I completed the first draft of The Blood of the Spear back in 2010.

If you are wondering what in the world have I been doing between then and now, well, you aren’t the only one.

A standard piece of advice that new writers receive, is to put their finished work away for a length of time (that length varies depending on who is offering the advice). Well, I did this. I did this a number of times.

Of course, not having done any writing courses, or even read any ‘how to’ books, I only had a vague idea of what happens next. I knew that some writers had a number of drafts, so I embarked on ‘rewriting’ – this ended up just being a number of re-reads and pushing words around.

I did send it out to beta-readers, and I received feedback – luckily none of it was horrible, although it would have been justified back then I am sure. Still, I didn’t really know what I needed to do next, so the manuscript was put away again as I continued to think and reading and day dream about being an author.


Then, approximately fifteen months ago, I had an idea that changed a quite a bit of the back story, and required a significant amount of re-writing so I set to it. As it turns out I had learnt something over the years of rewriting because I changed a great many things in the manuscript as I went.

You see, over this period of time I had become friends with a number of other writers and editors, and through conversations with them and the reviewing of other writers works, I have now developed a better understanding of the steps I need to go through with a manuscript once I type ‘the end’.

But while I have been writing over the last five-odd years (years that I was actually working on the manuscript) it has mostly been about ‘editing’ and tweaking, not first draft writing. When I was doing the first draft, I was writing approximately two thousand words a day, seven days a week. I had managed to turn off the inner critic – who wanted every word to be perfect – and just got the words onto the page. It’s been eight years since I wrote like that, and now heading back into a first draft I am finding it a struggle.

I understand the work I have been doing is, in fact, writing, and it has been beneficial. I have learnt a lot and – in my humble opinion – my writing has improved. It’s just been a different type of writing, and first draft writing – at least for me – uses a different part of the brain.

But I’ll get there!

P.S. Of course there is that other piece of advice that first time writers are given also, and that is to trunk (put away and don’t take back out) their first novel. The idea being that this is the novel you are learning on and the things you will need to fix are just too numerous. Yeah, while I ma not actually get this book published first in the gran scheme of things, it will see the light of day.


The first, and last, novel by Robert Jordan

A week or so ago TOR made the announcement that they are going be publishing the first – and last? – novel by Robert Jordan.

The story goes that back in ’79, Tom Doherty bought the book when he was publisher for Ace, but for whatever reason it was never published. That it is ‘a standalone fantasy story told with implacable momentum, readers new to Robert Jordan will find Warrior of the Altaii an easy gateway to the author’s artistry.’

I am both excited and apprehensive.

The Wheel of Time was/is very important to me, and Jordan spent so many years working on it, writing it that we fans never got to experience his writing in other works. Yes, I am aware he wrote several Conan novels, but while they are his words, it’s not his world building, and Jordan’s world building is amazing. Yes, he also wrote The Fallon Blood under the name Reagan O’Neal, but this isn’t fantasy. I did try the first novel but didn’t connect it with for whatever reason – maybe I should give it another go, I don’t know.

In any case, as much as I love The Wheel of Time, I was always excited about what he might do after it was concluded, he’d made mention of a story set in a land similar to that of the Seanchan Empire of the WoT books – which as really exciting, in fact I am pretty sure he’s sold the series to TOR but was planning on finishing WoT first – as well as what he called ‘Outrigger’ novels set after the Last Battle of the WoT books I believe. These things were not to be however as Jordan passed away in September 2007, before concluding WoT.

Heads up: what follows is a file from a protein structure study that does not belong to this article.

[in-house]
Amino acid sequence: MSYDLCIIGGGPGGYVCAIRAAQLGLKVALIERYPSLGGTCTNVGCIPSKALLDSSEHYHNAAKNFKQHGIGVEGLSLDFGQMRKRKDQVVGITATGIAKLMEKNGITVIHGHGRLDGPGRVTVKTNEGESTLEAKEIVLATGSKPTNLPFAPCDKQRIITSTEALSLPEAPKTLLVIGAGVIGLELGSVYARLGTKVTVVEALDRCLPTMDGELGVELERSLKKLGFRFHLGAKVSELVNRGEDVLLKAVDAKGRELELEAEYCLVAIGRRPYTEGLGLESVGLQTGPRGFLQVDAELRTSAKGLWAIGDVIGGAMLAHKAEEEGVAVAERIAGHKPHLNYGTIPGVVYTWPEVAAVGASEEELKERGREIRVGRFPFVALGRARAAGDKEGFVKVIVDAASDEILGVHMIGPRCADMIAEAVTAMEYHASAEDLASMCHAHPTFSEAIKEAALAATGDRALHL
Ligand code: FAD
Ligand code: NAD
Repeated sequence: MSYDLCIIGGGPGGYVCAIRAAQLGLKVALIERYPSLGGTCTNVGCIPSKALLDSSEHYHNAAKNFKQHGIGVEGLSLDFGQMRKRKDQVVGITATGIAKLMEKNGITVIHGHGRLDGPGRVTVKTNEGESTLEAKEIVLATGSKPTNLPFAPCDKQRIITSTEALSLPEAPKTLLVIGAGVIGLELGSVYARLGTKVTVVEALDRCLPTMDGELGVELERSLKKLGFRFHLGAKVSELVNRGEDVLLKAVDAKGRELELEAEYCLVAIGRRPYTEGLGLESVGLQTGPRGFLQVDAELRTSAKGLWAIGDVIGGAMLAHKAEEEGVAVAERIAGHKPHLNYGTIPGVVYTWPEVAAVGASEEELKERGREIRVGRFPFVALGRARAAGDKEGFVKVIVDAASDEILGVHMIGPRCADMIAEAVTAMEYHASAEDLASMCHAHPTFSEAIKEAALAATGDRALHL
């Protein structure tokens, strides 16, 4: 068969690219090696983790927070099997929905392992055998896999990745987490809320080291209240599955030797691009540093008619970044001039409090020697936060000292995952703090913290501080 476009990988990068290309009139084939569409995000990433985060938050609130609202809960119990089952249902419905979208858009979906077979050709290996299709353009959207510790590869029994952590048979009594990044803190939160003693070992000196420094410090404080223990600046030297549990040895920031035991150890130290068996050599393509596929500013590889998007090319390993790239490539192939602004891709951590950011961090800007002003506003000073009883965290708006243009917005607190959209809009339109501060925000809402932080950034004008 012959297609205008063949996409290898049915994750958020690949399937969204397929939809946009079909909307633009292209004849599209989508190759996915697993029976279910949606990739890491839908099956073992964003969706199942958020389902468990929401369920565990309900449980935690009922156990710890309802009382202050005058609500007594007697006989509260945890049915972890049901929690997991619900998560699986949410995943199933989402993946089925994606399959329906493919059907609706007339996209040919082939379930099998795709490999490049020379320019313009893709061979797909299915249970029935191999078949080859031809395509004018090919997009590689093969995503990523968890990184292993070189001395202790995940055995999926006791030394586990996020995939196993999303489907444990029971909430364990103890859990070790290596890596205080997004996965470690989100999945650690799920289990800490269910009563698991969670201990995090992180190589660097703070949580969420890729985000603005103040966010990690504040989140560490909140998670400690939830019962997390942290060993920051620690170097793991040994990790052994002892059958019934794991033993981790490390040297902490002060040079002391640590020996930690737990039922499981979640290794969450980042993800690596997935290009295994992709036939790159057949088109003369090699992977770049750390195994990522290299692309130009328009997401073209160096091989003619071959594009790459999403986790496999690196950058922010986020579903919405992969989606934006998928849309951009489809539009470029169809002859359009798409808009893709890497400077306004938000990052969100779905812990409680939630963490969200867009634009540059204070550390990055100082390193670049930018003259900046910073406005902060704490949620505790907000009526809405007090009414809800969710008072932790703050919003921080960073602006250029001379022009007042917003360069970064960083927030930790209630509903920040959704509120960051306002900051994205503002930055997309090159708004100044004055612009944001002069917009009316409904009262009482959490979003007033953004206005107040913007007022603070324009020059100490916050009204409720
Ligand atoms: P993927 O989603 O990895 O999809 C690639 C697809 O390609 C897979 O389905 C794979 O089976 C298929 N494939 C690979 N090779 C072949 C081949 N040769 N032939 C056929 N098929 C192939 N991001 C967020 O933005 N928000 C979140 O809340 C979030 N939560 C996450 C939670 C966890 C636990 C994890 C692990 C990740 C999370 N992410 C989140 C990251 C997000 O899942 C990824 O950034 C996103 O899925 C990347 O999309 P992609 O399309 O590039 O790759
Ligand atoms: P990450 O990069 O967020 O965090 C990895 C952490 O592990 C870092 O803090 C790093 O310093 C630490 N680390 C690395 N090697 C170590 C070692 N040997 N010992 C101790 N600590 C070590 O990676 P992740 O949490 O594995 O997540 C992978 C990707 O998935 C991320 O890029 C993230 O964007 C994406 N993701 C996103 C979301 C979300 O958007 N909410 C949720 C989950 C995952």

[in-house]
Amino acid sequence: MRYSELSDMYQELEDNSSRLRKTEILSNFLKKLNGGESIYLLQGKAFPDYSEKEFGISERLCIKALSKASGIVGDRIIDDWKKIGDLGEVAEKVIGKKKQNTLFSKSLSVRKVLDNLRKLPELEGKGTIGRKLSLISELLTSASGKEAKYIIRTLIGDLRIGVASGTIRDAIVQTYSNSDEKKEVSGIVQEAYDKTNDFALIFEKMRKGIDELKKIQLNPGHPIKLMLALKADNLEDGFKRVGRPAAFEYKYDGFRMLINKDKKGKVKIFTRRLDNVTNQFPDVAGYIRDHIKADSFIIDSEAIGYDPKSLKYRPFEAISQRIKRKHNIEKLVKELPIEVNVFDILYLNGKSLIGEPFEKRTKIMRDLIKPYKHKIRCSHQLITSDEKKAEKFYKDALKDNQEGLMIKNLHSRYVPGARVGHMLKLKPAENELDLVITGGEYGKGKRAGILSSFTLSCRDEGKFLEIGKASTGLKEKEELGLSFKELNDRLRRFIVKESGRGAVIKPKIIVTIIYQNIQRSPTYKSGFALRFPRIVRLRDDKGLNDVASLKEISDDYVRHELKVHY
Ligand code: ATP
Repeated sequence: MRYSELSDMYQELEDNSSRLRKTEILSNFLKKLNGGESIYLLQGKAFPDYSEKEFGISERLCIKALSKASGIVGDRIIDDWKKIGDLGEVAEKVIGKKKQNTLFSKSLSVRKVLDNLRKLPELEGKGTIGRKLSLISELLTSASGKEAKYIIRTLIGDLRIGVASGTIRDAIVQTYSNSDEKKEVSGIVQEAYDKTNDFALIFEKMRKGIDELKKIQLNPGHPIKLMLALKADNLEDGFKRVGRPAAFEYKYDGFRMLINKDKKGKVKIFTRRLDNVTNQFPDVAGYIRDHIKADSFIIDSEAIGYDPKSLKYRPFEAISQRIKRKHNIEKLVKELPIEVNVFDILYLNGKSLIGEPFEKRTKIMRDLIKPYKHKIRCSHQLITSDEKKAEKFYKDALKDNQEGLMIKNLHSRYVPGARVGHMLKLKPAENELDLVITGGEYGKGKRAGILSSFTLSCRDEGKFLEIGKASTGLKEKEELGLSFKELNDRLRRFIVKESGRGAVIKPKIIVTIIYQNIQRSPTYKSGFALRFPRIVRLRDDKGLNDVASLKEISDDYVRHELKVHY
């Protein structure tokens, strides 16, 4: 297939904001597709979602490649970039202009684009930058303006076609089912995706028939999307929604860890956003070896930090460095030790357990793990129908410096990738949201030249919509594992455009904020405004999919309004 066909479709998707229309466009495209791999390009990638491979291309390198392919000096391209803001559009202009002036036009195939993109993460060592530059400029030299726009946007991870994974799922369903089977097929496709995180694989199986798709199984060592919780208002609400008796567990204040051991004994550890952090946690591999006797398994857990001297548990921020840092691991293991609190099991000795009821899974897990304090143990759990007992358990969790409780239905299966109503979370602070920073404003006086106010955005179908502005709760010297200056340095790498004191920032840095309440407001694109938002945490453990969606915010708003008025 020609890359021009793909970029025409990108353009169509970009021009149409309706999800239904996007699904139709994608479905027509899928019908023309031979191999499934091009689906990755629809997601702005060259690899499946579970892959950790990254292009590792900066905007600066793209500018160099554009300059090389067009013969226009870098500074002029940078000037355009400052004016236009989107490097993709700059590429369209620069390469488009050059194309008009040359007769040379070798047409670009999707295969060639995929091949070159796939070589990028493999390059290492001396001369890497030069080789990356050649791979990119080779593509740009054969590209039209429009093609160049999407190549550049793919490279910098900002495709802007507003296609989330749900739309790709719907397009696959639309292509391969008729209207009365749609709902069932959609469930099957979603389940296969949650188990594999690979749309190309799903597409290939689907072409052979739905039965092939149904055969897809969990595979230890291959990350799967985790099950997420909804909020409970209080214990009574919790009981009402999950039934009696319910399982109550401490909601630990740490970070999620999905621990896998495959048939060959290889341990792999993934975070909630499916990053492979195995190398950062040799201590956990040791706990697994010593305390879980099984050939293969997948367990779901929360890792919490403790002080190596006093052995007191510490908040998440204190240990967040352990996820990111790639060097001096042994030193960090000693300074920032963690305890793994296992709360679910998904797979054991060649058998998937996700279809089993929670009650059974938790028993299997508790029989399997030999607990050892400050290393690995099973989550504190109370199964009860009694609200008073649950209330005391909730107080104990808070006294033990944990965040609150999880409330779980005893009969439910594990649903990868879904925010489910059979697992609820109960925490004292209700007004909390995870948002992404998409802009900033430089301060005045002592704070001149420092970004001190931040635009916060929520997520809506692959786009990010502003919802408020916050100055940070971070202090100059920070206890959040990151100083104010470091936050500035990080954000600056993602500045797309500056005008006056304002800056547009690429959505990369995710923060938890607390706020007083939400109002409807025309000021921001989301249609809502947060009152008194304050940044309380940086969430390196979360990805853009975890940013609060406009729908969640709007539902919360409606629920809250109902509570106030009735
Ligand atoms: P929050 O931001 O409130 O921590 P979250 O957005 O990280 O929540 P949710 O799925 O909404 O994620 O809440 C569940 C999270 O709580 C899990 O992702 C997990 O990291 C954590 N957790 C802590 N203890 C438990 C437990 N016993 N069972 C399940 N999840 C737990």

So, to hear his first fantasy novel is finally going to be published, and that it contains ‘themes that Jordan continued to develop in The Wheel of Time’ is exciting, but I wonder how much did Jordan’s writing change from the time he wrote this first fantasy novel to the time that The Eye of the World was released? I guess we will have to wait and see.

Regardless, I will be buying this one for sure.

WIP Origin

In 1985 I discovered Dragons of Autumn Twilight in the school library, I didn’t know anything about Dragonlance or D&D at the time, I had never heard of Tolkien or Feist or Eddings or Brooks. I saw this book, and it was a story about dragons and magic! I had to read it. Up until then, I had never known/realised that books could be the window into another world, a world that I had only glimpsed in TV shows and Saturday morning cartoons. Dragons of Autumn Twilight fired my imagination. Then and there, I knew I wanted be a writer. And I wanted to read more epic fantasy novels now that I knew it was a thing.

I searched through all the books in my school library, and the local bookshops. The secondhand bookshop in Dee Why became my favorite place to search trough piles of old paperbacks and discover books from the US that were not in the Aussie bookshops.

I wanted to read epic fantasy with a single minded passion. And I wanted to write. I wanted to rewrite every book I read. I wanted to create something made other people feel the way these books made me feel and I wanted to play in the sandbox of my imagination and world build.

Then in 1990 found ‘The Eye of the World’ in the local library and my life changed completely. The desire to write became a passion that is still with me to this day, even when I became so lost in other writers works that I lost sight of my own. You see, I wanted to write but I didn’t have a story.

So I kept making notes, drawing maps, crafting ideas and reading other peoples work. Then one day I say a piece of fantasy art by Larry Elmore – an artist employed by Wizards of Coast, whose work I admire greatly – of two men fighting in a snow covered landscape. One wearing the trappings of a warrior or knight, and the other the robes of a magic-user (okay, the headdress makes me think shaman, but I transposed magic-user over it). I was captivated by the image and it made me wonder who the two men were, and why were the they fighting?